Critical conversation encourages first generation students

To create an open dialogue of experiences and awareness of first generation college students, Critical Conversation Series #2: #Gen1MSU was held on Oct. 16 at the Legacy Multipurpose Room. Hosted by the office of equity, inclusion, and multicultural affairs, Syreeta Green notified the audience that #Gen1MSU, the topic’s official title, was a real hashtag with a purpose.

“If you hear something that catches your attention, go ahead tweet it out, instagram it, whatever you want to use,” Syreeta Green, the director of equity, inclusion and multicultural affairs, said.

By using social media as a device to transfer ideas, Green also wants the hashtag to be used beyond the one hour program.

“Make sure to retweet, repost and add the hashtag if you are doing something special for first generation college students or think it is a good resource for them,” she said.

While the definition of a first generation college student varies, Green used the definition given by the department of education: a student whose parents did not earn a bachelor’s degree.

According to Lisa Estrada-Hamby, director of student support services, the definition included students whose parents were in the process of earning a bachelors degree.

“So even if your parent may be in school,” Estrada-Hamby said, “you can still be considered a first generation student and participate in programs like Priddy scholars.”

Due to poor resources, Estrada-Hamby was unaware of FAFSA and had to work her way through school. If she had known about FAFSA, paying for college would have been less stressful.

“I knew I would have qualified, my family was low income,” she said.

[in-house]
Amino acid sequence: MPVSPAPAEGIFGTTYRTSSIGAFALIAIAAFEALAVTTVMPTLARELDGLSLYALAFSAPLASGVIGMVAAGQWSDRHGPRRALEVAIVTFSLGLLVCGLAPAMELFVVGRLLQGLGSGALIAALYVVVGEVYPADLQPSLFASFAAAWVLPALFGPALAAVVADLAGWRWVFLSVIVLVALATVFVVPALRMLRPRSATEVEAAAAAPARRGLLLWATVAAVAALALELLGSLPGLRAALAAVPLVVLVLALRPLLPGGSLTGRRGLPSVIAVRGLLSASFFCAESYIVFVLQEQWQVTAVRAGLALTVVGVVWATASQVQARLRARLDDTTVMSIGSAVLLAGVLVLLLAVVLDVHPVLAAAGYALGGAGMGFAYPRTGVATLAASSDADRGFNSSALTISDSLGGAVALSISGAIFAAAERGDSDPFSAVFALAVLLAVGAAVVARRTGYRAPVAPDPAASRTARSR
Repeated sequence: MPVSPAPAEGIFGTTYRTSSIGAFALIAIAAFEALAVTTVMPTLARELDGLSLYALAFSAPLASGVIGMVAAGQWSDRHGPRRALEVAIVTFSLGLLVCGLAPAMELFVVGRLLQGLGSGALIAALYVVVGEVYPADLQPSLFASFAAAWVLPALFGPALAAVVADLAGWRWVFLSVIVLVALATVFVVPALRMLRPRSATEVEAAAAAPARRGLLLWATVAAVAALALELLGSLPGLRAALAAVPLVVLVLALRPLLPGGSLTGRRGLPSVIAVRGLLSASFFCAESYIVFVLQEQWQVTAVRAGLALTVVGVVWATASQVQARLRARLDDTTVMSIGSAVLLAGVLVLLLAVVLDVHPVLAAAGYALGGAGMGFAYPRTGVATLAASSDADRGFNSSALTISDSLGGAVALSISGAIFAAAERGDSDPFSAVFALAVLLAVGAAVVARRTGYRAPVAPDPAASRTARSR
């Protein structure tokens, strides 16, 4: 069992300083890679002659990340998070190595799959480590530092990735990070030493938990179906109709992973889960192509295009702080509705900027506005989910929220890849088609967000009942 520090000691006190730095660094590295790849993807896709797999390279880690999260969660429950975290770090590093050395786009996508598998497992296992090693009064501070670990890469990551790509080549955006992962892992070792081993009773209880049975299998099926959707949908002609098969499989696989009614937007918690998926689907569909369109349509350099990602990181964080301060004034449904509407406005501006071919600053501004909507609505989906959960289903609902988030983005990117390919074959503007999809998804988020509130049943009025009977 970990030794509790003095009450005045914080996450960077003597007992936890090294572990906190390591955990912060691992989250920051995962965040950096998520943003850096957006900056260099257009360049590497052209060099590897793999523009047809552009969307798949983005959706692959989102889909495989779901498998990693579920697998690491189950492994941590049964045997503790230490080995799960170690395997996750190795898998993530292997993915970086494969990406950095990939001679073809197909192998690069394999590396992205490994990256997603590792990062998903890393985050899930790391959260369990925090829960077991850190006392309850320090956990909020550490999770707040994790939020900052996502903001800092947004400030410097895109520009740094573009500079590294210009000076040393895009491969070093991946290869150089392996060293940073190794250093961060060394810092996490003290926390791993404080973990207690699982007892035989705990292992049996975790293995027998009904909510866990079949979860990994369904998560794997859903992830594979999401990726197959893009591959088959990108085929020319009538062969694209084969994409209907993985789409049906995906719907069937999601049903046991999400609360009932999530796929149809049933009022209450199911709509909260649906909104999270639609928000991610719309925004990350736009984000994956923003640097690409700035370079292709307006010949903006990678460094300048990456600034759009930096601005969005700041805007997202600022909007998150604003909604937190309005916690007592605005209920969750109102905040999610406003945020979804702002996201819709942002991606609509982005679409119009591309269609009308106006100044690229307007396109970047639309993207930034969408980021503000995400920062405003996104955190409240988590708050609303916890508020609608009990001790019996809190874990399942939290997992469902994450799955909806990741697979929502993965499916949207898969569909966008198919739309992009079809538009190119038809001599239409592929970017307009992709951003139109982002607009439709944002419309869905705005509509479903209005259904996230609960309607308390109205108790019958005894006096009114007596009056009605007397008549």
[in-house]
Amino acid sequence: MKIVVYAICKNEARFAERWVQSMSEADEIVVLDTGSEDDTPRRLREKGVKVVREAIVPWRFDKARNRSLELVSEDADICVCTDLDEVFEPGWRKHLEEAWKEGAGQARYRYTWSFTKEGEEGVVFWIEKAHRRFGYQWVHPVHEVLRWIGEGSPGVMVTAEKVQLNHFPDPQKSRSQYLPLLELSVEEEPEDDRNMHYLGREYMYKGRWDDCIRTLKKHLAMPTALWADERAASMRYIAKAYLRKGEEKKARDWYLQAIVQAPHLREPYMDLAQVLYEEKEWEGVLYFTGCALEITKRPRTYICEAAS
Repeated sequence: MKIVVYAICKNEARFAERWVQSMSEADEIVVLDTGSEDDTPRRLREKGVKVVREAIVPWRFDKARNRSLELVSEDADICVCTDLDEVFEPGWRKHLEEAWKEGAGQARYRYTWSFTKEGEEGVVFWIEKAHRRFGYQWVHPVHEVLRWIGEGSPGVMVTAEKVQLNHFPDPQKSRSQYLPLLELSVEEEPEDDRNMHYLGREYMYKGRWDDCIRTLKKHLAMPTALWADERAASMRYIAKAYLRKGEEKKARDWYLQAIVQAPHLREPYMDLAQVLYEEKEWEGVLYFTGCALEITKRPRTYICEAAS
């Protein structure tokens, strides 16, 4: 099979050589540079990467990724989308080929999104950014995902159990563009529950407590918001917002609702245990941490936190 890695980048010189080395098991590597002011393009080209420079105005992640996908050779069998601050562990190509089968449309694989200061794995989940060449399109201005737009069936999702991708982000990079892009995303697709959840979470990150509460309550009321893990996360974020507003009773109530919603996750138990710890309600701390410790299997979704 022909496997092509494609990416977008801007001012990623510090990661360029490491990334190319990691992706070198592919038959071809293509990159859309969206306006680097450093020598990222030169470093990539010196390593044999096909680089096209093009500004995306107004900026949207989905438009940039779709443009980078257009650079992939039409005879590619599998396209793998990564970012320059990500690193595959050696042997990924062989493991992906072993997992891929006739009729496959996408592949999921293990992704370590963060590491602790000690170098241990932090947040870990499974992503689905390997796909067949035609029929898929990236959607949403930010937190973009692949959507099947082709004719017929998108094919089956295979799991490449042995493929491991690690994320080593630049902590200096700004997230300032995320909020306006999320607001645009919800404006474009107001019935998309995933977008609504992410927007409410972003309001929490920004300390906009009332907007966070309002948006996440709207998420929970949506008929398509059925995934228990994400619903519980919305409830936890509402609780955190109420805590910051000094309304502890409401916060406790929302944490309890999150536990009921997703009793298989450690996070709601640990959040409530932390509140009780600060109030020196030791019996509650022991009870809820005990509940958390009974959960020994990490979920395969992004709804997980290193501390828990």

Kristen Garrison, associate vice president of undergraduate education and assessment, was not a first generation college student, but she has experienced student success gaps in the classroom, and shared an example during her time as an adjunct professor.

“I hand out the syllabus, talked a little bit about myself, what my interests are and very brief mention regarding my office hours.” Garrison said. “After class, a student came up and said, ‘what are office hours? and she was a first generation college student.”

According to Garrison, that knowing terms like office hours or syllabus have been taken for granted.

“From a faculty perspective we just incorrectly assume that our students know those things and it’s one of those things Dr. Green said, to be transparent, we have to decode that for our students” Kristen Garrison, associate vice president of undergraduate education and assessment.

Shelbi Stogdill, political science and history freshman, was chosen to speak on behalf of Priddy Scholars, a new program created this fall to serve first generation college students. She likes how the participants in the program are exposed to more opportunities, like more resources we get to know about all of them.

“I think it’s really good that first generation students learn more about how to get involved and how to utilize their resources to be more successful in college.”


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